Station crew will miss the views, but ready for landing
BY JUSTIN RAY
Posted: October 21, 2003; Updated Oct. 26 with revised entry/landing times
After six months of circling the Earth inside the International Space Station, Expedition 7 commander Yuri Malenchenko and NASA science officer Ed Lu are preparing to return home Monday night aboard a Russian Soyuz capsule.
Undocking of the Soyuz TMA-2 capsule is scheduled for 2317 GMT (6:17 p.m. EST) Monday. The craft will fire its engines for four minutes, 17 seconds to brake from orbit starting at 0147:00 GMT (8:47:00 p.m. EST).
Separation between the Soyuz spacecraft's orbital, descent and propulsion modules is expected at 0213:48 GMT (9:13:48 p.m. EST), followed by atmospheric entry at 0216:54 GMT (9:16:54 p.m. EST). The crew will be strapped into their seats within the descent module.
The capsule's parachutes will be commanded to start deploying in sequence at 0225:40 GMT (9:25:40 p.m. EST) to slow the rate of descent. Touchdown in Kazakhstan is targeted for 0240:40 GMT (9:40:40 p.m. EST) to end the 185-day Expedition 7 flight.
Launched to the station in April aboard the Soyuz TMA-2 spacecraft, the Expedition 7 crew had the mission of keeping the orbiting lab complex afloat while construction was suspended by the Columbia tragedy.
Over the past half-year, they have maintained station systems and conducted some science experiments. This week, they are handing controls to the Expedition 8 crew of commander Michael Foale and flight engineer Alexander Kaleri.
Expedition 8 arrived aboard the station early Monday to begin nearly eight days of handover activities -- learning where items are stored, lessons about life aboard the complex and how equipment operates -- before Expedition 7 departs.
In addition, Expedition 7 must finish packing its gear and some science experiments to haul back to Earth.
"We have a very busy period," Malenchenko said.
"During these last days, we have to make sure we thoroughly enjoy our stay onboard the station as much as possible and watch the Earth because this is a truly unique place and nobody knows whether it will be possible to come back to the station again," he added.
"We are happy to see them. They are good friends and it's nice to know we are going home soon. But at the same time it also means the end of our great adventure here is near."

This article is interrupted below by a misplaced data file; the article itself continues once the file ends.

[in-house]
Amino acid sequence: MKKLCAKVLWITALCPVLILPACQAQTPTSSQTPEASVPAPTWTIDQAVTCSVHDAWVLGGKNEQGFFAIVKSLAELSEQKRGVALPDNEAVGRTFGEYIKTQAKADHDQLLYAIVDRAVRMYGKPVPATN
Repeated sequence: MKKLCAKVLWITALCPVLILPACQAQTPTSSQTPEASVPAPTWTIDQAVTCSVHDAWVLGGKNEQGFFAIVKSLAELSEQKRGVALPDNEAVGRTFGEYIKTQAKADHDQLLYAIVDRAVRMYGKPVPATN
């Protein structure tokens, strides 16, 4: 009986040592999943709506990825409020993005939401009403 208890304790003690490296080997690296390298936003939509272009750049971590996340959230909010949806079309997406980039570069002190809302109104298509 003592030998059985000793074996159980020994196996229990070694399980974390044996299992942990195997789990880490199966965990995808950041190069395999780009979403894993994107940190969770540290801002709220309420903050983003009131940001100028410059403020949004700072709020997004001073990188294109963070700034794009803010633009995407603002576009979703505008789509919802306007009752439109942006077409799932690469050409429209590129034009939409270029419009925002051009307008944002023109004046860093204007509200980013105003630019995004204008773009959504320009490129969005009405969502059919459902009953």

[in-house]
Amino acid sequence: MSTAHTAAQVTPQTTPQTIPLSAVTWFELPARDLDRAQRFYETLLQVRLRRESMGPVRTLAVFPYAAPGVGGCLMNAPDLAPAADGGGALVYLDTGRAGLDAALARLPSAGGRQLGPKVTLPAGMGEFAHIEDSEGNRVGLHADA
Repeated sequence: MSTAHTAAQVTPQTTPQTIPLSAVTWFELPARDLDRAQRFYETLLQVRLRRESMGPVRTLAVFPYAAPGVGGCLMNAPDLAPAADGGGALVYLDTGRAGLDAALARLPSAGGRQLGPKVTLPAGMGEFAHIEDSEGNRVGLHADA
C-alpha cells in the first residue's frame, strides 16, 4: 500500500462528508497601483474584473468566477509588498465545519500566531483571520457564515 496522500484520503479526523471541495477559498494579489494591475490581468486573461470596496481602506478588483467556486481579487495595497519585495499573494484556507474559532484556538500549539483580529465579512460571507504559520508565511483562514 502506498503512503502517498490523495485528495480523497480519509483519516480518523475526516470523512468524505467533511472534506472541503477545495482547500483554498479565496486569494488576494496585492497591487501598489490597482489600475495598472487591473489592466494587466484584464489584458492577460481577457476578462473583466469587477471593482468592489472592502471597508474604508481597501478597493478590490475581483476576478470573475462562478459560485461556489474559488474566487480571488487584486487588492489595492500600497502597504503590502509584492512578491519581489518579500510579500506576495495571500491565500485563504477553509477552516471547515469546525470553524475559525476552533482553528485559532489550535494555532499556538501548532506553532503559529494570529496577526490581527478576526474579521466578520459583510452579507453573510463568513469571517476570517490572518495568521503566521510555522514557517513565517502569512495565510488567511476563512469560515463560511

Despite being in space with just one other human for six months, Lu said it hasn't been lonely.
"We have such good contact with the ground nowadays. We have e-mail, we have the ability to talk to our family and friends, both on telephone hookup and video conferences.
"So besides just talking amongst ourselves, the two of us, we also had great contact with our friends and family on the ground. So it really was not lonely at all. I didn't find it that way at all."
"Actually, I did worry a little bit about it before the flight. I wasn't sure what it was going to be like for six months with no visitors. In the end, I was extremely surprised at how fast it went. The time just flew by, and I can't believe it's already over. I'm still enjoying myself up here -- had a great time."
The space station program cut the size of resident crews from three to two people while shuttle missions are grounded. Without shuttles routinely delivering supplies to the outpost, the amount of consumables aboard the station cannot sustain three full-time occupants. In absence of the shuttles, Russian Progress cargo freighters are performing the entire job of resupply for the station.
Joining Expedition 8 during last weekend's launch to the station was European astronaut Pedro Duque. He is spending this week carrying out science research in the U.S. Destiny laboratory and Russian Zvezda service modules before riding back to Earth with Expedition 7.
Duque said Tuesday that the science program was underway.
"It's going reasonably well," he reported in an interview.
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